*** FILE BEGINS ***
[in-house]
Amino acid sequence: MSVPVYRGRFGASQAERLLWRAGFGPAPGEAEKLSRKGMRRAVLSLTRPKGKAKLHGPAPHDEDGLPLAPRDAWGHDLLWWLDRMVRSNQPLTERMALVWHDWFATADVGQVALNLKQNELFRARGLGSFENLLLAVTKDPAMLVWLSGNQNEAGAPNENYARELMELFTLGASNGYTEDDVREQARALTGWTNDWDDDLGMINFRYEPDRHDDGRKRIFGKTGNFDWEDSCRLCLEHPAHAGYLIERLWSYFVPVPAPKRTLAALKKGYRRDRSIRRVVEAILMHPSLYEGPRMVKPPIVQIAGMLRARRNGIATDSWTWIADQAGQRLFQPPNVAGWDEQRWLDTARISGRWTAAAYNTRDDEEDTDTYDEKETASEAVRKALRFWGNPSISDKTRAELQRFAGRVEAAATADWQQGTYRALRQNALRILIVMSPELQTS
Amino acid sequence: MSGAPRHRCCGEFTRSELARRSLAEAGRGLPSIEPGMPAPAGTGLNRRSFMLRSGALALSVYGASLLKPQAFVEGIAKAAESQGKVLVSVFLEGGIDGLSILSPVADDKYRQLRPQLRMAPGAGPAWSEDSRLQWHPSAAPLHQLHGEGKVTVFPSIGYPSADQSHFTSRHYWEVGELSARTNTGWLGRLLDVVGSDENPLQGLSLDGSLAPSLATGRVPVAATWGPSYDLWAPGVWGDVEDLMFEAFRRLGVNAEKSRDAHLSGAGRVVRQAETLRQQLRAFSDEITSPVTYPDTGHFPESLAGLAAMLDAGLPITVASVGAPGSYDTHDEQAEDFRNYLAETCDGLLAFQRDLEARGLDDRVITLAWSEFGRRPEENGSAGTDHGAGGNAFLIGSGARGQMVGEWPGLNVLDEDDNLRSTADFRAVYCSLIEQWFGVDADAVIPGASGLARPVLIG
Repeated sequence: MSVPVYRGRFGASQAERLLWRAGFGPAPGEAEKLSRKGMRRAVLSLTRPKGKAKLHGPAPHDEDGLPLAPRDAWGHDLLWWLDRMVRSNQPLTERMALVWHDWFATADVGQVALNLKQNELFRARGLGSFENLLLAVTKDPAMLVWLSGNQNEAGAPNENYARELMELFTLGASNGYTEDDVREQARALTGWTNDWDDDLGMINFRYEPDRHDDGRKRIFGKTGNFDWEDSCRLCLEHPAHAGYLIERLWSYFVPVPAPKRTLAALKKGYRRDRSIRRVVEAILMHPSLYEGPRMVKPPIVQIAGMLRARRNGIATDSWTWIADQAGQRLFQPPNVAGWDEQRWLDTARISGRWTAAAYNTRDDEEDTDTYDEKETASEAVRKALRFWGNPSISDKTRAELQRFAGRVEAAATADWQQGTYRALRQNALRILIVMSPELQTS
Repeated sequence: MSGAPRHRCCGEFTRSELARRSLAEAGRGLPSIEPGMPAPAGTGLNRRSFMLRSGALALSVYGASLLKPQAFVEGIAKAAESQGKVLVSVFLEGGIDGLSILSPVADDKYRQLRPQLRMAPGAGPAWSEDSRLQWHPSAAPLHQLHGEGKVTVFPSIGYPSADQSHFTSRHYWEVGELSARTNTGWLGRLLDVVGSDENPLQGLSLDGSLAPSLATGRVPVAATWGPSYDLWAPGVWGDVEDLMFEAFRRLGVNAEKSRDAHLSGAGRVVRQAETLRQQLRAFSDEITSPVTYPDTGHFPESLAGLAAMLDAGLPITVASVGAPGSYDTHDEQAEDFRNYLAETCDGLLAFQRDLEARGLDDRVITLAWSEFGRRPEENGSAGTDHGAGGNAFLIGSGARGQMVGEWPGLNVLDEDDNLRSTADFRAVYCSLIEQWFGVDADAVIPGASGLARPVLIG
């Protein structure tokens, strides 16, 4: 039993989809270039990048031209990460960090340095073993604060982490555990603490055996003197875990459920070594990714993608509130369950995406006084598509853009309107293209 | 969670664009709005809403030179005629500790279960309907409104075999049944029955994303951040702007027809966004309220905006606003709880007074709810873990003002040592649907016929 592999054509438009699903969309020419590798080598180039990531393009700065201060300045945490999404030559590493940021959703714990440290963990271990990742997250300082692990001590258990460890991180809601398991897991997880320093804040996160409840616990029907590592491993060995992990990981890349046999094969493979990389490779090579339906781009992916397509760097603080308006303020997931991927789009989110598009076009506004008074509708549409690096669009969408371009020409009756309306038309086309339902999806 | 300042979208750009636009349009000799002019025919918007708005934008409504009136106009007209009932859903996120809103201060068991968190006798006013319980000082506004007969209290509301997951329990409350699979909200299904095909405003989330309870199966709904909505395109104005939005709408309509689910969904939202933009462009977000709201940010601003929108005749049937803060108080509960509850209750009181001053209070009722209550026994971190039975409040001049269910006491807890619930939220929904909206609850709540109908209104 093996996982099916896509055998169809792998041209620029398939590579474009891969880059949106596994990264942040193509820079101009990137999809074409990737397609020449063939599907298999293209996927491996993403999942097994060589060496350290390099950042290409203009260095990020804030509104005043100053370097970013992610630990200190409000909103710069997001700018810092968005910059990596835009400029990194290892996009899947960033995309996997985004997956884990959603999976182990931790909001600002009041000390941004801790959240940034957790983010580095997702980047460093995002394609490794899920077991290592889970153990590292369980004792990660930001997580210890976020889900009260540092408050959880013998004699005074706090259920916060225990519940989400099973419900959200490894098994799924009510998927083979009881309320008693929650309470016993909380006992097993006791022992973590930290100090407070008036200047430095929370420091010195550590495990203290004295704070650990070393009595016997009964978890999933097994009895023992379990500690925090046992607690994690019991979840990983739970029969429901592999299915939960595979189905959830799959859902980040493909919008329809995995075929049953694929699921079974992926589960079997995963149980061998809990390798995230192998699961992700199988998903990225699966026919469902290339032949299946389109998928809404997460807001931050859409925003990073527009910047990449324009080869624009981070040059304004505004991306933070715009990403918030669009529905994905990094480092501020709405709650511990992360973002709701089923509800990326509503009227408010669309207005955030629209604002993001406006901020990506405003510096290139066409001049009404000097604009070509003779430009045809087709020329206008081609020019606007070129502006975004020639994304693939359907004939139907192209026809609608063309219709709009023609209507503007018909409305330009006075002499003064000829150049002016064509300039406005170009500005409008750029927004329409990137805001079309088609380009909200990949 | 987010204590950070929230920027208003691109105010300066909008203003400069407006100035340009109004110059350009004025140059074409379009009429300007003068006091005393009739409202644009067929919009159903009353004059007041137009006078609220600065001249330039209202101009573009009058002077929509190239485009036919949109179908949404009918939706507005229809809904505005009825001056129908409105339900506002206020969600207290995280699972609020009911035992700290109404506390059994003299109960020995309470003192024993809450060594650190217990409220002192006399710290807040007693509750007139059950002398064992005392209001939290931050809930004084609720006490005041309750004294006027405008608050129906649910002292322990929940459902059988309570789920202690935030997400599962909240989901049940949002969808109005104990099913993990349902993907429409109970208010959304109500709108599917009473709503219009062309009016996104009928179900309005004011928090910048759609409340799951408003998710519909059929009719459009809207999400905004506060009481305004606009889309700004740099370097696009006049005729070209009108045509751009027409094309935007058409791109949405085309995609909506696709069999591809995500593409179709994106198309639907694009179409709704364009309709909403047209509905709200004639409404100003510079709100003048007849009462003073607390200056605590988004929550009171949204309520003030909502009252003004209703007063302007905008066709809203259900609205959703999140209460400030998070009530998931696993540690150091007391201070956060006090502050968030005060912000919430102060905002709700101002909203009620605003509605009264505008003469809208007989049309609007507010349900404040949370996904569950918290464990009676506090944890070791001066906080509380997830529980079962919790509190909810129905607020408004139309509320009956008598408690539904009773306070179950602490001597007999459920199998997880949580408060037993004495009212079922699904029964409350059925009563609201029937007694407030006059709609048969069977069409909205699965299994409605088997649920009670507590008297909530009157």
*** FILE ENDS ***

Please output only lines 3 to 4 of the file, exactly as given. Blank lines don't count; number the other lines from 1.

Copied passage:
Amino acid sequence: MSGAPRHRCCGEFTRSELARRSLAEAGRGLPSIEPGMPAPAGTGLNRRSFMLRSGALALSVYGASLLKPQAFVEGIAKAAESQGKVLVSVFLEGGIDGLSILSPVADDKYRQLRPQLRMAPGAGPAWSEDSRLQWHPSAAPLHQLHGEGKVTVFPSIGYPSADQSHFTSRHYWEVGELSARTNTGWLGRLLDVVGSDENPLQGLSLDGSLAPSLATGRVPVAATWGPSYDLWAPGVWGDVEDLMFEAFRRLGVNAEKSRDAHLSGAGRVVRQAETLRQQLRAFSDEITSPVTYPDTGHFPESLAGLAAMLDAGLPITVASVGAPGSYDTHDEQAEDFRNYLAETCDGLLAFQRDLEARGLDDRVITLAWSEFGRRPEENGSAGTDHGAGGNAFLIGSGARGQMVGEWPGLNVLDEDDNLRSTADFRAVYCSLIEQWFGVDADAVIPGASGLARPVLIG
Repeated sequence: MSVPVYRGRFGASQAERLLWRAGFGPAPGEAEKLSRKGMRRAVLSLTRPKGKAKLHGPAPHDEDGLPLAPRDAWGHDLLWWLDRMVRSNQPLTERMALVWHDWFATADVGQVALNLKQNELFRARGLGSFENLLLAVTKDPAMLVWLSGNQNEAGAPNENYARELMELFTLGASNGYTEDDVREQARALTGWTNDWDDDLGMINFRYEPDRHDDGRKRIFGKTGNFDWEDSCRLCLEHPAHAGYLIERLWSYFVPVPAPKRTLAALKKGYRRDRSIRRVVEAILMHPSLYEGPRMVKPPIVQIAGMLRARRNGIATDSWTWIADQAGQRLFQPPNVAGWDEQRWLDTARISGRWTAAAYNTRDDEEDTDTYDEKETASEAVRKALRFWGNPSISDKTRAELQRFAGRVEAAATADWQQGTYRALRQNALRILIVMSPELQTS